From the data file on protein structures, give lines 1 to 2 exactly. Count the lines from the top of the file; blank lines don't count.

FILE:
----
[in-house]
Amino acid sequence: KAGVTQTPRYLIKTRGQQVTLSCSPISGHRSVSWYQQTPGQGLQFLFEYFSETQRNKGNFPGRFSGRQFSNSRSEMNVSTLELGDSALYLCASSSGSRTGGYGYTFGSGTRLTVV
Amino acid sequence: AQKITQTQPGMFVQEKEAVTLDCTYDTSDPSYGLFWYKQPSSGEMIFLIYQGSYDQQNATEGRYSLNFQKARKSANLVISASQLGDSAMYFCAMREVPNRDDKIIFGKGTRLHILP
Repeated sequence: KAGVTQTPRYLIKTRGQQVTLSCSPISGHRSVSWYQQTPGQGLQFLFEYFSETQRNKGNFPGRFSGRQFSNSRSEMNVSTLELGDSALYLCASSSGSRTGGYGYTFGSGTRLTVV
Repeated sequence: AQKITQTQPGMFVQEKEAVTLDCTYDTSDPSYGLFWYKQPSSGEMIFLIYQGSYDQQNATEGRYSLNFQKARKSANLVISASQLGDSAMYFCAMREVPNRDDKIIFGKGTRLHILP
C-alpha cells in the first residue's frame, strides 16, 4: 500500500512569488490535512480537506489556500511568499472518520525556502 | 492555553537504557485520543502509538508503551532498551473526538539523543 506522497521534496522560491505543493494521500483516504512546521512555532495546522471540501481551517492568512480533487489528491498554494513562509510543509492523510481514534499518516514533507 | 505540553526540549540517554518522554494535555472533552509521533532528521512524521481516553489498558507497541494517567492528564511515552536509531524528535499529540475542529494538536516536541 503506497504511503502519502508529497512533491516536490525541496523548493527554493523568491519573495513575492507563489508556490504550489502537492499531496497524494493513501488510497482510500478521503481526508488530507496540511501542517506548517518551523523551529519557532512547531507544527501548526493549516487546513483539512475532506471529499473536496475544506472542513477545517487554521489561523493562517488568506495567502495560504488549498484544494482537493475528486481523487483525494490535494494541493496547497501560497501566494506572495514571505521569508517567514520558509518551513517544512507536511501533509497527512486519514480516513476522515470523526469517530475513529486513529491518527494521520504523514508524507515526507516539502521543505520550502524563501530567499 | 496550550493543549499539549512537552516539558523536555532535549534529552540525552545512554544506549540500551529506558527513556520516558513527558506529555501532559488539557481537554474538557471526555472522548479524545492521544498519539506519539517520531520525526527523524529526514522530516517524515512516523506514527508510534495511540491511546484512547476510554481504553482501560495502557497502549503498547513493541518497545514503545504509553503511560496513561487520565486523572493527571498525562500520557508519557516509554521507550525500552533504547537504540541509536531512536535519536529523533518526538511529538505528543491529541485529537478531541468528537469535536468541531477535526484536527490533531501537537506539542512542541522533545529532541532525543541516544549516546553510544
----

[in-house]
Amino acid sequence: KAGVTQTPRYLIKTRGQQVTLSCSPISGHRSVSWYQQTPGQGLQFLFEYFSETQRNKGNFPGRFSGRQFSNSRSEMNVSTLELGDSALYLCASSSGSRTGGYGYTFGSGTRLTVV